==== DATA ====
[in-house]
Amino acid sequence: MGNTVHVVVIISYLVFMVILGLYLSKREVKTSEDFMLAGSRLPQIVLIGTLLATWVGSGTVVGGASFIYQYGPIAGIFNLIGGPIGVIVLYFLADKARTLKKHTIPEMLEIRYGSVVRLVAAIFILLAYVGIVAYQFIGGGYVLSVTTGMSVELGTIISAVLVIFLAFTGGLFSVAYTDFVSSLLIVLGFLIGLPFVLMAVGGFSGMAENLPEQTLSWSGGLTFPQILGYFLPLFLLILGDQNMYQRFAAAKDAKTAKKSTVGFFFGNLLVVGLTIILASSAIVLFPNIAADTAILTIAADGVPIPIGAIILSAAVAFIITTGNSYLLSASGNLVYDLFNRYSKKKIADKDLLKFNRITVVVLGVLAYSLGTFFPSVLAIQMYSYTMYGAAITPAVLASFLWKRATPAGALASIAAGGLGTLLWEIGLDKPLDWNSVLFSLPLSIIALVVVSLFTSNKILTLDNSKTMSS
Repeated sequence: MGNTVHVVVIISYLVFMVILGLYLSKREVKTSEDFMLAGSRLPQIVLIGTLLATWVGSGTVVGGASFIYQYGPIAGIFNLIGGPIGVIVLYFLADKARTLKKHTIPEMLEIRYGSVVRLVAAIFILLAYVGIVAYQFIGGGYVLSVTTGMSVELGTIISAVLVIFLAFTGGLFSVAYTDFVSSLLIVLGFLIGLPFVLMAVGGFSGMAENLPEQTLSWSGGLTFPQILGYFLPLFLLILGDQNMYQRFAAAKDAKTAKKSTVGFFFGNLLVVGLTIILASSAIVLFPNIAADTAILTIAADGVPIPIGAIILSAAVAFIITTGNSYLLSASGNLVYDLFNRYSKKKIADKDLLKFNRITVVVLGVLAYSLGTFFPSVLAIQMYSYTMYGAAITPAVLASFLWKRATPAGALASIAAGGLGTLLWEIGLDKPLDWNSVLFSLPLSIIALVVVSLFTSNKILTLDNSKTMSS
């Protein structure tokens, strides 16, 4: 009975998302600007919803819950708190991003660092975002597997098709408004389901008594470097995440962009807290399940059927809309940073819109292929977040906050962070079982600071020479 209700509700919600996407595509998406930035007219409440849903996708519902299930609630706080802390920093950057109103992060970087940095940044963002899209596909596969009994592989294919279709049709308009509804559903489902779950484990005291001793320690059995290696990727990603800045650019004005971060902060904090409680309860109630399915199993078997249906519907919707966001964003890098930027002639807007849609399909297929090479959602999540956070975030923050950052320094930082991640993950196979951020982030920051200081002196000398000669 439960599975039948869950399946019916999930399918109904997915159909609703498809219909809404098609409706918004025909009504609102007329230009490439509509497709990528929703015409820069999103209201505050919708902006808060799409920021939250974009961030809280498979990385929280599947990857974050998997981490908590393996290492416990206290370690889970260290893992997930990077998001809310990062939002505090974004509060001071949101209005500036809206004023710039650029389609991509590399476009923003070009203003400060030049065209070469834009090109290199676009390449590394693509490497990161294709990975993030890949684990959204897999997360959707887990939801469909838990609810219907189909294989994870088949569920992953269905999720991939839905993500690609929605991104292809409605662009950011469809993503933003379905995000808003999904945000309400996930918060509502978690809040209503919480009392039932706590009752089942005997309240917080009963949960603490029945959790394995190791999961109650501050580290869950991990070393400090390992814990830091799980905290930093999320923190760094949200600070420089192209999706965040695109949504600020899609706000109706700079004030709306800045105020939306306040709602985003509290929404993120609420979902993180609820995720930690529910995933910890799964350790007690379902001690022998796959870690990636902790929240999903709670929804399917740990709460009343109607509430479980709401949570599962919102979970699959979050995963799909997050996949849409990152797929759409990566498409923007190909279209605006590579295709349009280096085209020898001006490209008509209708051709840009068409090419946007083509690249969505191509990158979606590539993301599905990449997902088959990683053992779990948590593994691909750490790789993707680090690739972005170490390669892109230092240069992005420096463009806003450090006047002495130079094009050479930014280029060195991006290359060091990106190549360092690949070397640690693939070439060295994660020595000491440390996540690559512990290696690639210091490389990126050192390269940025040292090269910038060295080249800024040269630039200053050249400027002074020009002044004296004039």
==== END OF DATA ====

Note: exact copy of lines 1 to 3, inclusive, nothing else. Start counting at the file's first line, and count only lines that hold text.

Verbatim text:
[in-house]
Amino acid sequence: MGNTVHVVVIISYLVFMVILGLYLSKREVKTSEDFMLAGSRLPQIVLIGTLLATWVGSGTVVGGASFIYQYGPIAGIFNLIGGPIGVIVLYFLADKARTLKKHTIPEMLEIRYGSVVRLVAAIFILLAYVGIVAYQFIGGGYVLSVTTGMSVELGTIISAVLVIFLAFTGGLFSVAYTDFVSSLLIVLGFLIGLPFVLMAVGGFSGMAENLPEQTLSWSGGLTFPQILGYFLPLFLLILGDQNMYQRFAAAKDAKTAKKSTVGFFFGNLLVVGLTIILASSAIVLFPNIAADTAILTIAADGVPIPIGAIILSAAVAFIITTGNSYLLSASGNLVYDLFNRYSKKKIADKDLLKFNRITVVVLGVLAYSLGTFFPSVLAIQMYSYTMYGAAITPAVLASFLWKRATPAGALASIAAGGLGTLLWEIGLDKPLDWNSVLFSLPLSIIALVVVSLFTSNKILTLDNSKTMSS
Repeated sequence: MGNTVHVVVIISYLVFMVILGLYLSKREVKTSEDFMLAGSRLPQIVLIGTLLATWVGSGTVVGGASFIYQYGPIAGIFNLIGGPIGVIVLYFLADKARTLKKHTIPEMLEIRYGSVVRLVAAIFILLAYVGIVAYQFIGGGYVLSVTTGMSVELGTIISAVLVIFLAFTGGLFSVAYTDFVSSLLIVLGFLIGLPFVLMAVGGFSGMAENLPEQTLSWSGGLTFPQILGYFLPLFLLILGDQNMYQRFAAAKDAKTAKKSTVGFFFGNLLVVGLTIILASSAIVLFPNIAADTAILTIAADGVPIPIGAIILSAAVAFIITTGNSYLLSASGNLVYDLFNRYSKKKIADKDLLKFNRITVVVLGVLAYSLGTFFPSVLAIQMYSYTMYGAAITPAVLASFLWKRATPAGALASIAAGGLGTLLWEIGLDKPLDWNSVLFSLPLSIIALVVVSLFTSNKILTLDNSKTMSS